Shabu-shabu (しゃぶしゃぶ) is a Japanese dish featuring thinly sliced beef boiled in water. The term is an onomatopœia, derived from the sound emitted when the ingredients are stirred in the cooking pot.
The dish was originally made with thinly sliced beef, but some versions use pork, crab. Most often, ribeye steak is used, a more expensive meat, such as wagyū, may also be used. It is usually served with tofu and vegetables, including Chinese cabbage, chrysanthemum leaves, nori (edible seaweed), onions, carrots, shiitake mushrooms and enokitake mushrooms. In some places, udon, mochi or harusame noodles may also be served.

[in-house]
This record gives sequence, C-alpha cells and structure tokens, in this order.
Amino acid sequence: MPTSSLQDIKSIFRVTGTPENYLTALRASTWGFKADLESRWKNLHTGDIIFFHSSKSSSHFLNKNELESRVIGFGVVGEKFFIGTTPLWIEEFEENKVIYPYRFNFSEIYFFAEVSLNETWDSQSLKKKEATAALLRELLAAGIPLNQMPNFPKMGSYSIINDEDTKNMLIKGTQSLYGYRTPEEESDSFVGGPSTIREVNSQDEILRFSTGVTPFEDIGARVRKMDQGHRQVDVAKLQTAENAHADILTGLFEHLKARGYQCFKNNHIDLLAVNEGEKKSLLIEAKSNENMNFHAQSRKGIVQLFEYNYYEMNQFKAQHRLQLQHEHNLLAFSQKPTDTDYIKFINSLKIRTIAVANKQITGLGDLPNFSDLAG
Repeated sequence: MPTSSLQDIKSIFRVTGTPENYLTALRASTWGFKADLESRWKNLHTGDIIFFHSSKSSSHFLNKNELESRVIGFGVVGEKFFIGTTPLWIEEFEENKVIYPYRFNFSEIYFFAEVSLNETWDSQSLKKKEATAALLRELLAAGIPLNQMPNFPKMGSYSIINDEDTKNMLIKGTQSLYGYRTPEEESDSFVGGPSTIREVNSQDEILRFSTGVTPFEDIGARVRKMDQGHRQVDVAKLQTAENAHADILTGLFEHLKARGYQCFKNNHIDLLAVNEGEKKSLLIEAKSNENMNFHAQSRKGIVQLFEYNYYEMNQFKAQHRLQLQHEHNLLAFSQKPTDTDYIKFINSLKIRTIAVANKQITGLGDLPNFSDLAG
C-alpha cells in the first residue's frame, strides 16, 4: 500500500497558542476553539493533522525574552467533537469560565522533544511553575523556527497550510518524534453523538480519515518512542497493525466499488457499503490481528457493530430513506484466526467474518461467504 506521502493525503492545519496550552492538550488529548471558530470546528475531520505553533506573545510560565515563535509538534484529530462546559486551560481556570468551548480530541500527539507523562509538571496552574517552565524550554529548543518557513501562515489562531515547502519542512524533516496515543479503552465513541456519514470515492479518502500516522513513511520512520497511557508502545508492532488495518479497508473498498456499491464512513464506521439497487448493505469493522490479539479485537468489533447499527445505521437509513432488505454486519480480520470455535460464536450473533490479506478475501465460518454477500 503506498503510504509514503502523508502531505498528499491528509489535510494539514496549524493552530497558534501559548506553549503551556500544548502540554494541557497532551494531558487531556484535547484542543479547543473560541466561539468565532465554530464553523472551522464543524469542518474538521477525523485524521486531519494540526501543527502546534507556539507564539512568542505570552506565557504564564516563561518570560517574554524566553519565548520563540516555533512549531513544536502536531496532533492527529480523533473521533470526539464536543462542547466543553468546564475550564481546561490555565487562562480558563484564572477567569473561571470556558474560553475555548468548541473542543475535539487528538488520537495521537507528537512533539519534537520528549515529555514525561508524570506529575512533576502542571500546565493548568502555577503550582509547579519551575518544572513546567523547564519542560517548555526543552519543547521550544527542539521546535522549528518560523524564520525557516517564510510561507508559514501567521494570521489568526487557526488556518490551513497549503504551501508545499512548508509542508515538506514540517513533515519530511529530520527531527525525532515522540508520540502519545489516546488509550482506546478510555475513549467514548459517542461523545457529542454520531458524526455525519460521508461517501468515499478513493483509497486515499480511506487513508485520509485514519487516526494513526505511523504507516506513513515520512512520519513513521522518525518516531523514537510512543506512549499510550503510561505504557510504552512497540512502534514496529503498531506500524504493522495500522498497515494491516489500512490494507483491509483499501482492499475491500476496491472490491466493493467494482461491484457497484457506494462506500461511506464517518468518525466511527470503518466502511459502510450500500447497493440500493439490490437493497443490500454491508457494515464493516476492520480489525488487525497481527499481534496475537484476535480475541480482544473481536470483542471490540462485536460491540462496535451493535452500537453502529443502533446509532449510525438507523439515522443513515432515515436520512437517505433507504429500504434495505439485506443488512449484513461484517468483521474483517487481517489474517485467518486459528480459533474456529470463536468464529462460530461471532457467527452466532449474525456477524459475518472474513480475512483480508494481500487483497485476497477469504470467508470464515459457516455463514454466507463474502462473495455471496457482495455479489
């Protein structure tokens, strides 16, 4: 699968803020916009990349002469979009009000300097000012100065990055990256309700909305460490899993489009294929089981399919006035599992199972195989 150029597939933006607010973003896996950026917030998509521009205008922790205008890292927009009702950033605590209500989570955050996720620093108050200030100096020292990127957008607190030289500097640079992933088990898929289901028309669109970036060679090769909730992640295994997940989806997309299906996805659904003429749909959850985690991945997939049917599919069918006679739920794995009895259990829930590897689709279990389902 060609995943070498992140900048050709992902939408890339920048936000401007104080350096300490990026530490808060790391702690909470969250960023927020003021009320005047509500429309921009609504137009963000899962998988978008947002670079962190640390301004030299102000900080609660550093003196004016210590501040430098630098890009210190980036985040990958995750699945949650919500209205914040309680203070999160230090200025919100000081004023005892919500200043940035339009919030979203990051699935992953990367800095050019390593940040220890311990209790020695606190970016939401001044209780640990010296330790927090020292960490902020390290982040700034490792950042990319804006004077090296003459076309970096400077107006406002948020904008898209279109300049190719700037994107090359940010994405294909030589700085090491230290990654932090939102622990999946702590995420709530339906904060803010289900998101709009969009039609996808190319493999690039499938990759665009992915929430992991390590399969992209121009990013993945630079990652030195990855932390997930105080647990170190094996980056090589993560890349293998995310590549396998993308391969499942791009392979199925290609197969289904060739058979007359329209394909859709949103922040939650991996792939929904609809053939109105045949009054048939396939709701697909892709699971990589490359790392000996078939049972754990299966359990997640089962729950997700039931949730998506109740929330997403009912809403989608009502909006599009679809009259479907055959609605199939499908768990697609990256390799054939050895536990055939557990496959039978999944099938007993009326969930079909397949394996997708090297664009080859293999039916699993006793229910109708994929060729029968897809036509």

The dish is prepared by submerging a thin slice of meat or a piece of vegetable in a pot of boiling water or dashi (broth) made with konbu (kelp) and stirring it. Cooked meat and vegetables are usually dipped in ponzu or goma (sesame seed) sauce before eating, and served with a bowl of steamed white rice. Once the meat and vegetables have been eaten, leftover broth from the pot is customarily combined with the remaining rice, and the resulting soup is usually eaten last.